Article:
parthenogenisis -or- dragon love

Interesting article in the NYTimes today. In my advanced bio class in high school, we pricked frog eggs with rusty nails to “fertilize” them. It worked, but the nail had to be rusty (could this be nature’s comment on old pricks?).
The author makes a point that I’ve been thinking about for awhile now–that with the push to clone food, both animal and vegetable, in order to get a “consistent” product, it is obvious that this method is flawed. It is flawed because we are working directly against nature. All life thrives on diversity in order to be able to adapt to change. The shortsighted efforts of the food industry to manipulate through cloning will come back to bite us in the not so distant future.

Birds Do It. Bees Do It. Dragons Don’t Need To.
By NEIL SHUBIN
Published: February 24, 2008

Chicago

DRAGONS and virgin births are the stuff of myth and religion. Except, that is, in Kansas, where they have recently come together in a way that should alter the way many of us look at nature and demonstrate the risks in our habit of using it to help us make ethical decisions.

Keepers at Wichita’s zoo got a surprise last year when they found developing eggs inside the Komodo dragon compound. Komodos are large rapacious lizards naturally found in Indonesia, but increasingly populating zoos around the world. Finding fertile embryos of dragons is a joyous occasion — there are only a few thousand of the lizards in the wild and captive breeding may be the only way to keep the species around.

But these eggs — two of which hatched a few weeks ago — were unusual: they developed from a female that had had no male of the species in close proximity for more than a decade. Judging from similar occurrences over the past two years in Britain, it appears that these lizards sometimes use a form of virgin birth in which eggs hatch without conception. The embryos are genetic clones of the mother.

Komodos — like many fish, amphibians and reptiles — have lots of reproductive tricks. For example, females can store sperm for a long time, tiding them over when conditions may be poor for reproduction. It’s possible that the Wichita dragon eggs could have been fertilized by the sperm from a male that was on site a long time ago. But DNA analysis of the “miracle embryos” from Britain showed that every bit of their DNA came from the females, and nobody should be surprised if this is also true of the Kansas dragons.

the rest can be found at http://www.nytimes.com/2008/02/24/opinion/24shubin.html?_r=1&th&emc=th&oref=slogin

Virgin birth, known to biologists as parthenogenesis (from the Greek, “parthen” meaning virgin or maiden and “genesis,” beginning), has been seen in other species over the years. Some lizards occasionally produce offspring in this way. So do several species of fish, including a female hammerhead shark at the Henry Doorly Zoo in Omaha that produced offspring without a male last year.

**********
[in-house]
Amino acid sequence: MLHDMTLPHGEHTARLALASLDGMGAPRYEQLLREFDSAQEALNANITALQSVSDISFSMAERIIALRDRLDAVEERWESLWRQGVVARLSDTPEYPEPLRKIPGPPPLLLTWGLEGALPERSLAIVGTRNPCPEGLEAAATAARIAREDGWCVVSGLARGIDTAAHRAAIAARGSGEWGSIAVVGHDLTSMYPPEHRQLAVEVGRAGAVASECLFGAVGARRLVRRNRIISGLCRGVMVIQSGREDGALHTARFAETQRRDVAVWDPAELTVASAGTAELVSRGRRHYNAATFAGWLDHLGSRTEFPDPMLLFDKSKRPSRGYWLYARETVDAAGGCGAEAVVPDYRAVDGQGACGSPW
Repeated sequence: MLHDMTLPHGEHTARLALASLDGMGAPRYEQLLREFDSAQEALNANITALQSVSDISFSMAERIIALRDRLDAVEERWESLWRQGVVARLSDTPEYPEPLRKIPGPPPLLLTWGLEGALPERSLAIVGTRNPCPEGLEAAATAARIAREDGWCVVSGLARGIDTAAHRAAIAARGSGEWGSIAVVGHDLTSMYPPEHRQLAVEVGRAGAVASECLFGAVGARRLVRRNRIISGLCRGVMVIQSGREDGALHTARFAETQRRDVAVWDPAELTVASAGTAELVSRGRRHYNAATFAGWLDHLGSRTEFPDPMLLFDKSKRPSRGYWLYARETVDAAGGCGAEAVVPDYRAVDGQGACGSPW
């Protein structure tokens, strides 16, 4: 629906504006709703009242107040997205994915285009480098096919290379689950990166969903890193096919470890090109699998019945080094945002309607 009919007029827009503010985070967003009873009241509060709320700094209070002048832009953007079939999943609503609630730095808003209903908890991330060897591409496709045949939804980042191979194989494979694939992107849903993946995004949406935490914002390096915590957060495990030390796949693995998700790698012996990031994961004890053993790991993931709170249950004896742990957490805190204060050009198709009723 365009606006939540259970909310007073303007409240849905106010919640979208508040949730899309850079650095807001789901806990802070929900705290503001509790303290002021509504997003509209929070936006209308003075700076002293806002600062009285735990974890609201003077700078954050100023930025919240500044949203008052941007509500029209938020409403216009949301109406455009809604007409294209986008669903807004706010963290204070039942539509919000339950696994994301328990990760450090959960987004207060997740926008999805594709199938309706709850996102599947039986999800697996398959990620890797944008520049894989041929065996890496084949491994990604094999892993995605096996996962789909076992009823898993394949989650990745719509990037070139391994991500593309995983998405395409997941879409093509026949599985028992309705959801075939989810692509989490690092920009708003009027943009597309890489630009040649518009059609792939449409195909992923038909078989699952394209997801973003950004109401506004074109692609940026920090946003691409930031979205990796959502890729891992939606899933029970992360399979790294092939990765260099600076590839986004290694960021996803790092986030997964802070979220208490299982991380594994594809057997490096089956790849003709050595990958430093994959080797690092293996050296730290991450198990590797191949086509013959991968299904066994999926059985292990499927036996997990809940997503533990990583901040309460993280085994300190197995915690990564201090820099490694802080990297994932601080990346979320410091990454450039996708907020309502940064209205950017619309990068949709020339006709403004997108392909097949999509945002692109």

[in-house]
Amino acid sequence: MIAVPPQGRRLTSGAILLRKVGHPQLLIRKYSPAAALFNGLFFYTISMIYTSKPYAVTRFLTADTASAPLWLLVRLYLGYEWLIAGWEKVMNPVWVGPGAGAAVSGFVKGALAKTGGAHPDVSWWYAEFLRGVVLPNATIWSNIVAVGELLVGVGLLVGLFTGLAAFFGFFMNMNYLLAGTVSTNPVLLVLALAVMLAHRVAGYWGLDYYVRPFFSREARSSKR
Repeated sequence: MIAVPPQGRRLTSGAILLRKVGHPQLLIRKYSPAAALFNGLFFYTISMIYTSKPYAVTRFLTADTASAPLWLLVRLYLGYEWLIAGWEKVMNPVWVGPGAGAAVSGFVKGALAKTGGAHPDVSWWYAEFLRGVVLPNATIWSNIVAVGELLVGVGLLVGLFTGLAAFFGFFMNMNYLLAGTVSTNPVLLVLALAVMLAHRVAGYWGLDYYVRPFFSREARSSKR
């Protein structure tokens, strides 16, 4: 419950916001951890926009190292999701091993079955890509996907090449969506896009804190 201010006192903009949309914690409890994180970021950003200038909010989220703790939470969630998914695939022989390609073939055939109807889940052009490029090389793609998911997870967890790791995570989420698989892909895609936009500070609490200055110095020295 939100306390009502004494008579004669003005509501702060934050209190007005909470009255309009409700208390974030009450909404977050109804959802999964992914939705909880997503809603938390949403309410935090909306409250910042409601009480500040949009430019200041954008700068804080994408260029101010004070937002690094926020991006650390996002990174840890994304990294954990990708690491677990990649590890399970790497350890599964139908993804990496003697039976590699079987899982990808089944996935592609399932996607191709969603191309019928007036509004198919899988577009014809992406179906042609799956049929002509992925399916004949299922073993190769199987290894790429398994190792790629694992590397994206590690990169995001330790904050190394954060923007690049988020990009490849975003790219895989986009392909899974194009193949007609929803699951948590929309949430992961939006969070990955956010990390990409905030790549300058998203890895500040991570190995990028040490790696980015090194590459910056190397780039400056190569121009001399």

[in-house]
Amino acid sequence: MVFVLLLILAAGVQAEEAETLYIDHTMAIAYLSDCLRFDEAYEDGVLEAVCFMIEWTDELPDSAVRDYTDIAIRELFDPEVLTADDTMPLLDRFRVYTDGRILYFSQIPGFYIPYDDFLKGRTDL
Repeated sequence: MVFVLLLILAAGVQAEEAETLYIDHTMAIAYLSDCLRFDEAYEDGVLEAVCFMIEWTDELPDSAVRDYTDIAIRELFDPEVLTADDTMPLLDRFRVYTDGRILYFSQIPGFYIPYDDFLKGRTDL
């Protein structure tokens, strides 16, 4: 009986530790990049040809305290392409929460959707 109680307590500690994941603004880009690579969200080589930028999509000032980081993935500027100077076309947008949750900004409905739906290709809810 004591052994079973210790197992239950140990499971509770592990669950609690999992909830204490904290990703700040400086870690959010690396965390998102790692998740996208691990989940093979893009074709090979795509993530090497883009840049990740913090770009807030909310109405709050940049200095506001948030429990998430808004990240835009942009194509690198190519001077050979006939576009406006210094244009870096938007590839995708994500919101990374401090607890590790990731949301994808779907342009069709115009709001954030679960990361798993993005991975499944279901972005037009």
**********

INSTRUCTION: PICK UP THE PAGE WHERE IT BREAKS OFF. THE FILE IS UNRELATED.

The shark example is particularly striking because sharks are very primitive living fish, having shared a common ancestor with us over 400 million years ago. Biological cloning is not a recent invention of scientists; it is an ancient ability. And sharks, fish and lizards are probably only the tip of the iceberg. We know of virgin birth only in those rare instances when we’ve been lucky enough to see it. Nobody knows how common it is because there has been no systematic search for the phenomenon.

The big question these virgin births raise is this: If some females can get along without males, why does any species have males? The reason is simple. With virgin birth, hatchlings are simply genetic duplicates of the mother. In a world of clones, there would not be enough variation for populations to adapt. Virgin birth, then, is a great stopgap measure to ensure the survival of a species, but works against it in the long haul.

Cloning is one of many mechanisms species use to survive in a dangerous world. Indeed, the diversity of reproductive strategies seen in animals staggers the imagination. Some reptiles do not determine sexes genetically, but rely on different incubation temperatures to determine the development of males and females. Other creatures can actually switch sexes during their lifetimes, being born male and developing as females. Still others can switch sexes based on behavioral cues in the social group. There is no one way that creatures start development, grow and form sexes — there are many varied ways.

Unfortunately, humans seem to forget this fact when we find ourselves turning to nature to guide us through difficult choices, such as arguments about whether life begins at conception, or over the proper structure of the family. Or, more recently, regarding the morality of cloning. Whether we’re talking about raising bigger cattle or growing life-saving organs or trying to “live forever,” both sides like to stress their abilities to judge what is “natural.” Judging from Komodo dragons, lizards and sharks, the answer seems to be that for reproduction, almost anything goes.

And that is the point. Biology is about variation. Without variation, the world would be static and unchangeable, and species would gradually disappear as they failed to meet challenges like changing climates and environments. So as we continue our very necessary debates over ethical issues, let’s bear in mind that morality is a concept limited to our species. The natural world is a fuzzy place that doesn’t always accommodate our decidedly human need to find cut-and-dried categories.

Neil Shubin, an associate dean at the University of Chicago and the provost of the Field Museum, is the author of “Your Inner Fish: A Journey Into the 3.5-Billion-Year History of the Human Body.”


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